What are the advantages and disadvantages of activity based costing, compared to traditional costing?

Table 7 below shows the per-unit profitability estimates for each product from the examples above.

  Product Profitability
(Gross Profit Margin)
Product A Product B
   Traditional cost allocation
   (Production volume based allocation)
42.5% 26.3%
   Activity based costing approach 26.1% 36.8%
Table 7. Comparison of profitability estimates from two different costing methods. Traditional costing shows product A more profitable than product B. ABC based costing shows the reverse. These differences result from the different treatment of overhead costs.

The tables and examples above illustrate some key differences between the costing methods:

Data and analysis

  • Activity based costing requires detailed knowledge of the activities and resources that go into overhead (or "indirect") support work.  
  •  Traditional cost accounting (production volume based allocation) requires only a total overhead cost and a simple allocation rule.

Overhead components and products: Differentiation vs. aggregation

  • ABC recognizes that individual overhead components can be distributed differently for different products. One product may consume relatively more maintenance resources, for instance, while another product may consume relatively less maintenance resources but relatively more machine set up resources.
  • Traditional cost accounting typically aggregates overhead components into fewer categories, or even a single category, and uses a single allocation rate for all products. 

Direct vs. indirect measurement

  • Activity based costing approaches overhead costs essentially as direct costs, in that cost estimates reflect actual cost driver usage for each product. These costs, in turn can be reasonably be apportioned to individual product units.
  • In traditional cost accounting (production volume based allocation), the total overhead cost is known accurately, but the distribution of that total to individual products is based on an indirect measure of that cost to different products is based on an indirect measure.

Costing accuracy vs. the cost of costing

For the profitability figures shown in Table 7 above, the activity based costing results may be taken as the more accurate results—more closely reflecting the "true" production costs of products A and B—than the profitability figures from the traditional costing approach. Whether or not the improved accuracy justifies the higher cost of applying this costing method, however, is a question management will have to investigate and answer before committing to a comprehensive new approach to costing.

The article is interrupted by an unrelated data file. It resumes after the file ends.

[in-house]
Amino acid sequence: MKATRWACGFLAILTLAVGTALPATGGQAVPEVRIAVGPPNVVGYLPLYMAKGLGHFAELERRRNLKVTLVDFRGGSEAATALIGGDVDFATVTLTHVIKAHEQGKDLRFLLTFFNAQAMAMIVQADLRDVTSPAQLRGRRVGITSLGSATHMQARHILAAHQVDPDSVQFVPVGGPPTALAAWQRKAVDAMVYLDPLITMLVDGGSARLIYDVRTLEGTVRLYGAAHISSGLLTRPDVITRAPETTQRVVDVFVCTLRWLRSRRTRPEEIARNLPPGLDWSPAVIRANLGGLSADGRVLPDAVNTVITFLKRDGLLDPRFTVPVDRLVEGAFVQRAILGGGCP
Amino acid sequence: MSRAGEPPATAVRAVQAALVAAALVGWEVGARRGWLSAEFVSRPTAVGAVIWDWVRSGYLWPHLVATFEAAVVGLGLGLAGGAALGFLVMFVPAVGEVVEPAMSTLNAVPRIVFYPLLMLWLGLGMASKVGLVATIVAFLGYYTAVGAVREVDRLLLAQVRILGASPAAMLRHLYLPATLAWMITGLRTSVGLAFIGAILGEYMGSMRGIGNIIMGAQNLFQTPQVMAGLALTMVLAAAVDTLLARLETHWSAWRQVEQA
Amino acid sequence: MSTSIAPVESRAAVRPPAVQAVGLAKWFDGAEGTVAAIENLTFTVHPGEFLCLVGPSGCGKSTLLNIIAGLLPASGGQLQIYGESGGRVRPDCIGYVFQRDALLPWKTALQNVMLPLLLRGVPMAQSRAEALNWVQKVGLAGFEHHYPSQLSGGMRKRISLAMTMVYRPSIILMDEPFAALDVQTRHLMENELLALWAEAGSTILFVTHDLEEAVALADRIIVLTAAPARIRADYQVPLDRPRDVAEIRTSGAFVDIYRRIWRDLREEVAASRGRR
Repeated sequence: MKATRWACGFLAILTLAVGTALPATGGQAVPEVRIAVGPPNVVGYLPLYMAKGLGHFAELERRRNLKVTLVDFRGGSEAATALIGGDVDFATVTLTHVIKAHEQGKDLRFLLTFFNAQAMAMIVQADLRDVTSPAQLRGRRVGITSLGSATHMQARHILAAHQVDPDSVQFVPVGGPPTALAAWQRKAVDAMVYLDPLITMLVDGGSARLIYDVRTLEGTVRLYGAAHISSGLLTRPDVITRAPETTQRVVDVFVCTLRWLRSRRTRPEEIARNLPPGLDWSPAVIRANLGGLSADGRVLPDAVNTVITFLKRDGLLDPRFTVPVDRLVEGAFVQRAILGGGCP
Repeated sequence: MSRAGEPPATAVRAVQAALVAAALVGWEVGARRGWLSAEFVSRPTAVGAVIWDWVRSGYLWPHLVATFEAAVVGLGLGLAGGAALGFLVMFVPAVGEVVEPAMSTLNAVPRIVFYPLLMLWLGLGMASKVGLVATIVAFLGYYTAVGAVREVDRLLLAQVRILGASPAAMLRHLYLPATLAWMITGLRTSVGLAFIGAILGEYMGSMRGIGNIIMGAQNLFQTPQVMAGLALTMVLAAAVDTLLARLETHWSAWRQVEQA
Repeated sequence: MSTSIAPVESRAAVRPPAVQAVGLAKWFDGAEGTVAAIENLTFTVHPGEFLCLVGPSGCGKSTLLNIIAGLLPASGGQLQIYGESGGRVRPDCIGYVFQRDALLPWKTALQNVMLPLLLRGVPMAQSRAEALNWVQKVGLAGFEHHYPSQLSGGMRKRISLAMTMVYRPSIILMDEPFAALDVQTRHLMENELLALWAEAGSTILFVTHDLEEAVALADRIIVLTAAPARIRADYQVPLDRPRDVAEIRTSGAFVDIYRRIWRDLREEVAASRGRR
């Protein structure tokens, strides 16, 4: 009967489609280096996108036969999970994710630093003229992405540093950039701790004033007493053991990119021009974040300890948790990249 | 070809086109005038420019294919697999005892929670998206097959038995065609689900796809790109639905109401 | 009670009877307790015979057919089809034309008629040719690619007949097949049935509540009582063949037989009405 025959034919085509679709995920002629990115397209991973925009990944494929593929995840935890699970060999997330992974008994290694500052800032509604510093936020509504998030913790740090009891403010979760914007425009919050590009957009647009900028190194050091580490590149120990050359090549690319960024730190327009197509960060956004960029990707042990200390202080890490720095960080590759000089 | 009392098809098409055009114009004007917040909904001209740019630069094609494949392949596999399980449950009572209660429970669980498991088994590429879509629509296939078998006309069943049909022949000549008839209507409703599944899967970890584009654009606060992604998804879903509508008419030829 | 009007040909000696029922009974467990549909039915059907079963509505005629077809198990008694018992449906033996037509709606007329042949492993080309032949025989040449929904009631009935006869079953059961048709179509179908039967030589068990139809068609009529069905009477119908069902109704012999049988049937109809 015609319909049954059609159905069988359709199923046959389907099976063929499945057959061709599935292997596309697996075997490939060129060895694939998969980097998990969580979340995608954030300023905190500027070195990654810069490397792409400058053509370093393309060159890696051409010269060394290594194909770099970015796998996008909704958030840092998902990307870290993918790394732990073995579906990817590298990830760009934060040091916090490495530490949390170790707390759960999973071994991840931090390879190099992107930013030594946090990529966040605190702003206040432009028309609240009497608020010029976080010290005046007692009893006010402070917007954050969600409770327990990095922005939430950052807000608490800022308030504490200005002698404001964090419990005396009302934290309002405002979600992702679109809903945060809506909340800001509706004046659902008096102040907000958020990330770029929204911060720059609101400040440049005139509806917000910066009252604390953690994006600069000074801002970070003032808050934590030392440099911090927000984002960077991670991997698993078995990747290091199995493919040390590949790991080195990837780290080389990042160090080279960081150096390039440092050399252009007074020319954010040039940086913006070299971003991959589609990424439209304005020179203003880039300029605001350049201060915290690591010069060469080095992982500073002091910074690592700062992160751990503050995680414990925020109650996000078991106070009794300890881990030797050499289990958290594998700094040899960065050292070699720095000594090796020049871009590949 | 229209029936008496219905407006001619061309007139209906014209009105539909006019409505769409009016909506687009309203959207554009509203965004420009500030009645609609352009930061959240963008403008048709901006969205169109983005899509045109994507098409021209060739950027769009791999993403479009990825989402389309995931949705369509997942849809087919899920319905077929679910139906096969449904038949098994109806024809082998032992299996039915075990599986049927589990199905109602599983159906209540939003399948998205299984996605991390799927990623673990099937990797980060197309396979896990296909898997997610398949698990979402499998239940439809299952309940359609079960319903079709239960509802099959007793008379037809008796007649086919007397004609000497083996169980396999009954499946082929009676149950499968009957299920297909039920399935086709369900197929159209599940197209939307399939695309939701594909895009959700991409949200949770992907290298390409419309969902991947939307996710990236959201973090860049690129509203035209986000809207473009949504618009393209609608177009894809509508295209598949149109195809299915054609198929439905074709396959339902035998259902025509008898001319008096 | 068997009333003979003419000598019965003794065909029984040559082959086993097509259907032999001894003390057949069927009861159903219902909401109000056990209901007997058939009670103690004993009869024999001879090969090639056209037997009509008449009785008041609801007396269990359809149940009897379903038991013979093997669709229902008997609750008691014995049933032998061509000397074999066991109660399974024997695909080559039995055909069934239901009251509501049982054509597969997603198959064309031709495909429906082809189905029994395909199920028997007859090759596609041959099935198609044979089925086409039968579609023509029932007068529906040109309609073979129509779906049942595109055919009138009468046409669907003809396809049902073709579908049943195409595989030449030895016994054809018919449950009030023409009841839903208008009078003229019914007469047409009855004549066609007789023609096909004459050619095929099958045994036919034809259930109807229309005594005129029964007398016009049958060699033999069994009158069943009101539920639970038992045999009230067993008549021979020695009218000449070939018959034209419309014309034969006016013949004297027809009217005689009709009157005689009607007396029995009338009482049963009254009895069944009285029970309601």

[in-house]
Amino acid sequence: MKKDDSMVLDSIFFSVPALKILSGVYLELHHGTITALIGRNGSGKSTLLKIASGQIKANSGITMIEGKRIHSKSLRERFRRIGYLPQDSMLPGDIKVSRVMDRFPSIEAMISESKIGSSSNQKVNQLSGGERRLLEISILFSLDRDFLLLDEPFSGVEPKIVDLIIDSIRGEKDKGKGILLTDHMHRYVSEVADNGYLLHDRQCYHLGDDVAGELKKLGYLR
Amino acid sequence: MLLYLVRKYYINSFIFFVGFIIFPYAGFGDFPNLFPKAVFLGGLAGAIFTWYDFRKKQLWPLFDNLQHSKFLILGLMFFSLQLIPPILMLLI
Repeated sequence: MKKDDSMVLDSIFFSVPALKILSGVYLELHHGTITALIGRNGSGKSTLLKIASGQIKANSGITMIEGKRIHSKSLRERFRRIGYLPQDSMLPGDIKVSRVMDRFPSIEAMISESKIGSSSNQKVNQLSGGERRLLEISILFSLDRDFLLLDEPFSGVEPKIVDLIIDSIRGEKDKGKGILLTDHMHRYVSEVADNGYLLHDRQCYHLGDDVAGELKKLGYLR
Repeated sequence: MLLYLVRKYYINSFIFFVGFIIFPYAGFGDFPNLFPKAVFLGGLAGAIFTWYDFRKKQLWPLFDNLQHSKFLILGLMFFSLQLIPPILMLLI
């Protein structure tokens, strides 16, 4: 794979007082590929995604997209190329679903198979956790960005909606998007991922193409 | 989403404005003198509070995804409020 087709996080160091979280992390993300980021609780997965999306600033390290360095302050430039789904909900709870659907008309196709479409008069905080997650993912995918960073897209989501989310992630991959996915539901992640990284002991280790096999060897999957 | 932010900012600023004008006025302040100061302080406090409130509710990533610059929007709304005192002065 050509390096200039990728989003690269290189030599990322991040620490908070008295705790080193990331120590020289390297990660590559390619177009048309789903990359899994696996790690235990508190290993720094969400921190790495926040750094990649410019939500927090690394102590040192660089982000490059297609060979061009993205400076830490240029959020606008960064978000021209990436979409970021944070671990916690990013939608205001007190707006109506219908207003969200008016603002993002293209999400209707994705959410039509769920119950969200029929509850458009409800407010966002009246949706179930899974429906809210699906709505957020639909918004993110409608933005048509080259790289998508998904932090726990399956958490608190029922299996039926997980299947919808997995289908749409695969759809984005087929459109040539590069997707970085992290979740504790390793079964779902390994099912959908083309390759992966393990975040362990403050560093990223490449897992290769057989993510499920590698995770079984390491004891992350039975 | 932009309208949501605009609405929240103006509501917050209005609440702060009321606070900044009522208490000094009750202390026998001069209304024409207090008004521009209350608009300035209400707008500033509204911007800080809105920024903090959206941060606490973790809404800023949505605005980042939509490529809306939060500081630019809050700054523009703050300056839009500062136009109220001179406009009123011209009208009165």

Activity based management (ABM)

ABC first appeared in the mid 1980s. Since that time, the percentage of companies and other organizations using the approach has increased more or less continuously but, as mentioned earlier, nearly three decades after it first appeared, the majority of companies and organizations still do not use activity based costing, and still do not practice activity based management. 

The slow increase in adoption rates is no doubt the result of two underlying trends that advance continuously but slowly:  (1) the increasing availability and capabilities of costing implementation resources, and (2) the increasing extension of the approach into new areas of application, to address a wider range of management issues.

Regarding implementation, activity based costing requires detailed and complete information on specific activities that go into specific products, services, and tasks, as well as detailed and complete information on the resources consumed by these activities (including time, labor, and other goods and services). Implementation in large, complex organizations is thus a labor-intensive and data-intensive undertaking. Since the mid 1980s, however, ABC has  become more accessible and more affordable to many companies through

  • Recent improvements in costing software
  • The increasing availability of data from complex, comprehensive software systems, such as enterprise resource planning (ERP) systems, manufacturing resource planning (MRP) systems, and customer relationship management (CRM) systems,

When first introduced, the obvious benefits of ABC were most readily seen in product manufacturing settings, such as the one illustrated in the two numerical examples above. From the start, it was clear that in such settings, the approach was superior to traditional cost accounting for the purposes of:

  • Identifying truly profitable and truly unprofitable products.
  • Identifying and eliminating unnecessary costs.
  • Identifying and distinguishing between true value-add activities and non-value add activities.
  • Pricing products so as to achieve acceptable margins.

Increasingly, however, the value of more accurate costing has become more widely appreciated, leading to the application of this methodology for the purposes of:

  • Budgeting and financial planning: Overhead / indirect costs and funding needs may be anticipated with greater accuracy and more certainty under ABC.
  • Human capital management: human resources can be directed into more profitable, more value-added activities under this approach.
  • Performance measurement: the performance of individuals, groups, initiatives, and programs, can be evaluated with more certainty and accuracy when their true costs are better understood through ABC.

By Marty Schmidt. Copyright © 2004-